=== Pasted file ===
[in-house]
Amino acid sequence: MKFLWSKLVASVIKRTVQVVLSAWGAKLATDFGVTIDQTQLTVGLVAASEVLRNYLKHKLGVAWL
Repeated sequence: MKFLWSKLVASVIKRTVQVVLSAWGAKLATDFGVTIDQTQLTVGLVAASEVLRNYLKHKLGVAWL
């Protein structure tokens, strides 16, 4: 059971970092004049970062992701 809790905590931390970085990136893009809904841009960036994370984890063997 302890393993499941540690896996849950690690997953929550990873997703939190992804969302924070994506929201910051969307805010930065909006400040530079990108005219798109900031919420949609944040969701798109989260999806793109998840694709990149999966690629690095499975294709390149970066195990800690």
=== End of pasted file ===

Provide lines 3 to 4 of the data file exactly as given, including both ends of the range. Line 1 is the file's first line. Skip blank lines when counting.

Repeated sequence: MKFLWSKLVASVIKRTVQVVLSAWGAKLATDFGVTIDQTQLTVGLVAASEVLRNYLKHKLGVAWL
């Protein structure tokens, strides 16, 4: 059971970092004049970062992701 809790905590931390970085990136893009809904841009960036994370984890063997 302890393993499941540690896996849950690690997953929550990873997703939190992804969302924070994506929201910051969307805010930065909006400040530079990108005219798109900031919420949609944040969701798109989260999806793109998840694709990149999966690629690095499975294709390149970066195990800690």